The great painting sings. Greatness also requires the active involvement of the viewer. The viewer s the painting to participate in the process of performing meaningfulness. This may seem counterintuitive. In this view, the most praiseworthy painter would be the one who picks up the painting and knocks the viewer over the head.

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What strategies did Bonnard bring to bear to create an active relationship between the viewer and the artwork? Color is central to the composition, and the quality of color in perpetual flux is central to the theme: time and space flow endlessly, ceaselessly. Or does it? Even in a small interior, he shows us the view of someone who looks around ; the painting offers more than the classic view in one single, fixed direction.

The view in looking at a Bonnard is immersive: the viewer is embraced, surrounded by the scene. One looks in different directions, much as one would scan a real room upon entering through a doorway. Scanning around, of course, makes the relationship of viewer to artwork increasingly interactive Remember? But this fact—that one scans around a Bonnard painting—is something of a paradox. Like Edgar Degas of the preceding generation, Bonnard was a French painter who was enamored with taking photographs and using them as sources inspiring his own compositions.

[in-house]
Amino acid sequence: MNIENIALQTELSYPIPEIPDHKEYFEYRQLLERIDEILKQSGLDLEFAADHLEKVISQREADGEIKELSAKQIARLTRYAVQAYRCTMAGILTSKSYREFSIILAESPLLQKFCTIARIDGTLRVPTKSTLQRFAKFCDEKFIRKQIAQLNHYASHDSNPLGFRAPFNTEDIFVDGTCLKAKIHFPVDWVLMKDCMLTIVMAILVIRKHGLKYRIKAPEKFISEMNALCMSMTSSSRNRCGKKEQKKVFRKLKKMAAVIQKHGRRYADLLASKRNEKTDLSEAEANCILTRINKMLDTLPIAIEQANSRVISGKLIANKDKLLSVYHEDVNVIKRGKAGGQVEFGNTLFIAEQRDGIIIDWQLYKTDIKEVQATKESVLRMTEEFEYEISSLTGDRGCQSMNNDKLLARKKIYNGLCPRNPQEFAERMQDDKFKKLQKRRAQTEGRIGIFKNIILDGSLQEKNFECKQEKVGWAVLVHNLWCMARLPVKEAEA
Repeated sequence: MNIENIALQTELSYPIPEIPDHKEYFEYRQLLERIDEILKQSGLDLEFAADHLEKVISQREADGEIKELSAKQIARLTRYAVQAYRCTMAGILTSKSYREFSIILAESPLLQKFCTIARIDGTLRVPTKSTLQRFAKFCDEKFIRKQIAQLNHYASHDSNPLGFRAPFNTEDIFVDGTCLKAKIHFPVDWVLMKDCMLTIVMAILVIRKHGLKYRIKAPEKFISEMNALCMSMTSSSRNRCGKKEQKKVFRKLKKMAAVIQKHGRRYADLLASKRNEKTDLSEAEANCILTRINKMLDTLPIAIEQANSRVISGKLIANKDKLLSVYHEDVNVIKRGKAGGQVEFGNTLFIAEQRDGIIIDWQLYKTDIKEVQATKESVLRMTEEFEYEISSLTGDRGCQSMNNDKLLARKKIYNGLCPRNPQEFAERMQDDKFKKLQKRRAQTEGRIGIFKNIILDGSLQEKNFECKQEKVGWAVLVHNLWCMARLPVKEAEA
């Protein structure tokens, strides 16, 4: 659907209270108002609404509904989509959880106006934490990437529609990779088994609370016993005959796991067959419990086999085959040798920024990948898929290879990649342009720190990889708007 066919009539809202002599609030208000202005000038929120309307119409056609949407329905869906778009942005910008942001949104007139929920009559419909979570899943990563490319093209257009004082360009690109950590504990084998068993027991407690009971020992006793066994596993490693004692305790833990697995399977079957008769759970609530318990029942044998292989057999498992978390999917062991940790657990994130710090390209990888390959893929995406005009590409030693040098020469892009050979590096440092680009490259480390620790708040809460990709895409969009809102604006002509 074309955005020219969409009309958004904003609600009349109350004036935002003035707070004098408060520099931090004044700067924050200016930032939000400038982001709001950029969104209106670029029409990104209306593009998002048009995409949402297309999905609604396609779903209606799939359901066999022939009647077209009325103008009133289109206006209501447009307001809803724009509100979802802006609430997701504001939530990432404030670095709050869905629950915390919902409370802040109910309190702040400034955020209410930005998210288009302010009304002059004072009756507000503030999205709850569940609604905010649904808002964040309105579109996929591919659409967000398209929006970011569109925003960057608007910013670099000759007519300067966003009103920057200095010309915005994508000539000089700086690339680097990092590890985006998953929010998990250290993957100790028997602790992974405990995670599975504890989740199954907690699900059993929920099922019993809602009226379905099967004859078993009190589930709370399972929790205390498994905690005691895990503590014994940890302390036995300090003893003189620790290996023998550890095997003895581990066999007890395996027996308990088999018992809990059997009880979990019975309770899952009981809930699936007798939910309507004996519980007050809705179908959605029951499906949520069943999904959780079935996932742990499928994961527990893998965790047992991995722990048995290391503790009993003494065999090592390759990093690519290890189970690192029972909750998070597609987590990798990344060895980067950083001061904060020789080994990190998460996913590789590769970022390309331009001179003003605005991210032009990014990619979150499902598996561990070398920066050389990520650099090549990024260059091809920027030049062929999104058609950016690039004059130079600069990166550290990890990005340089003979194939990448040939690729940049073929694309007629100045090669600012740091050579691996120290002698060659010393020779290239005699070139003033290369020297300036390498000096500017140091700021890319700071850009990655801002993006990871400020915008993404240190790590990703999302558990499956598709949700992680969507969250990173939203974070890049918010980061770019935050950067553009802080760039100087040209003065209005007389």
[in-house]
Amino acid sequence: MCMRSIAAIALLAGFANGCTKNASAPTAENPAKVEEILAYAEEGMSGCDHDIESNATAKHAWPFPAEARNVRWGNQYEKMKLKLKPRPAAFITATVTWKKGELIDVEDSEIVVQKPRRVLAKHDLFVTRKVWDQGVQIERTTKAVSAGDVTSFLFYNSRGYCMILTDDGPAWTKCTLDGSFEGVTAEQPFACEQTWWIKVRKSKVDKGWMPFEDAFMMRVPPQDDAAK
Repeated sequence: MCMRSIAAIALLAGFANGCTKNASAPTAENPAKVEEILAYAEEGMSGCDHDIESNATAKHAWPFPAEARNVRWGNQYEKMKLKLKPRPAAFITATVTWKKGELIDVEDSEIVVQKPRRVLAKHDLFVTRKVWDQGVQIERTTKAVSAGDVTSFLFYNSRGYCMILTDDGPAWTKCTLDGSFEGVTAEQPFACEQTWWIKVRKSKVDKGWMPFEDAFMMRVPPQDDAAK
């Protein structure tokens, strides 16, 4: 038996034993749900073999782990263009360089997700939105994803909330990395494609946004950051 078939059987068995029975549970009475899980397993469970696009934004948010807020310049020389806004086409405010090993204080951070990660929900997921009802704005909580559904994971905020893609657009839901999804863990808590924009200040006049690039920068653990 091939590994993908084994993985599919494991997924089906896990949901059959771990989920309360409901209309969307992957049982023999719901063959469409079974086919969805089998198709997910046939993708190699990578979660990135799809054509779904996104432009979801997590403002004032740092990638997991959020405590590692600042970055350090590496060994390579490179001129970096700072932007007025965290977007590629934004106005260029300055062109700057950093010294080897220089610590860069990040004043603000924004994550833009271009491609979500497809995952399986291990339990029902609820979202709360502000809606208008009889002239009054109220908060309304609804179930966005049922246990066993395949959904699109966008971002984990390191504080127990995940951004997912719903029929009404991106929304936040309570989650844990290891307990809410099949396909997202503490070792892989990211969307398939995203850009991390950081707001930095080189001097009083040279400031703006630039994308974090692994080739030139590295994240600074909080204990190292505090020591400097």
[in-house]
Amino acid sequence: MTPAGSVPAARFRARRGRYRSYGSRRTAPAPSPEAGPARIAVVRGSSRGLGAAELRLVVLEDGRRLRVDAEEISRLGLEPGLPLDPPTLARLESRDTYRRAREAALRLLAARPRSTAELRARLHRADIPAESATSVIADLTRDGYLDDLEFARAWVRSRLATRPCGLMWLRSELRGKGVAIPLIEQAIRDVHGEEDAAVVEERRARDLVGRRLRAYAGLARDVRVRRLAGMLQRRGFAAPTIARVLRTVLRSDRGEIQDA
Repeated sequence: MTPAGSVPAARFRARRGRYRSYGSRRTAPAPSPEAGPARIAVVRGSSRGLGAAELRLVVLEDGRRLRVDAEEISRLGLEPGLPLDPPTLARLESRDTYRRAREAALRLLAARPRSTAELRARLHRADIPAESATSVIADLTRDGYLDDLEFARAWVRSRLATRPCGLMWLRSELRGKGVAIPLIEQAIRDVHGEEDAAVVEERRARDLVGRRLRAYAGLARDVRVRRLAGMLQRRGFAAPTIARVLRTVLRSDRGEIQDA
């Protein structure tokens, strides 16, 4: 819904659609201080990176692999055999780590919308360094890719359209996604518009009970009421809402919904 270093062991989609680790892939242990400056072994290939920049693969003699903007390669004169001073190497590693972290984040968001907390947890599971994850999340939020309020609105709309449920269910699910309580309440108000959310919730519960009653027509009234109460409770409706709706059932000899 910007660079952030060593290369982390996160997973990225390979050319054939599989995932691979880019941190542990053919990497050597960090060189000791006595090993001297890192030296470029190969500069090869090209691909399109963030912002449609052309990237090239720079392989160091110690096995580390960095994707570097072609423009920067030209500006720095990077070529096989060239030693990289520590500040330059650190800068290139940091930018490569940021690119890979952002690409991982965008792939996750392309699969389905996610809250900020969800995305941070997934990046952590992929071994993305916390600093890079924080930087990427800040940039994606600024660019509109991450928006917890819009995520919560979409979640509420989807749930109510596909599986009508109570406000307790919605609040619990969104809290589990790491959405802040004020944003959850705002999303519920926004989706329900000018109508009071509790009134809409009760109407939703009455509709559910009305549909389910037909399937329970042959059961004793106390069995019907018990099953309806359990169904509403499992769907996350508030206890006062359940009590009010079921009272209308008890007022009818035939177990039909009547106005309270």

A standard photo is the antithesis of scanning. It is a fixed view, in one direction. So, it is a puzzle how Bonnard can look to a photograph as an initial source for composing a painting that is panoramic. In the snapshot photo, taken by Bonnard in approximatelythe model stoops nude in a metal washbasin; she is bathing: the scene is entirely out in space, in depth.

In the oil painting, created eight years later, circa — Nu au tub —space has become a plastic, flexible element. The dimensions extend outward, down, and back—from side to side, from front to rear—so that the scene puts its arms around the viewer, giving the viewer Pierre nude sex women hug, so to speak.

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And, at the same time, the viewer is pulled forward, into the scene. The view is looking down into the tub, down at the head and shoulders of the nude female. Like walking into a room for the first time or after a long absencethe viewer coming upon a painting by Bonnard takes in the scene, over time. Viewing a painting by Bonnard, our eyes light upon various focal points one after another, and, then, gradually, we slowly build up an awareness of the whole, we slowly can hold the plenitude of visuality.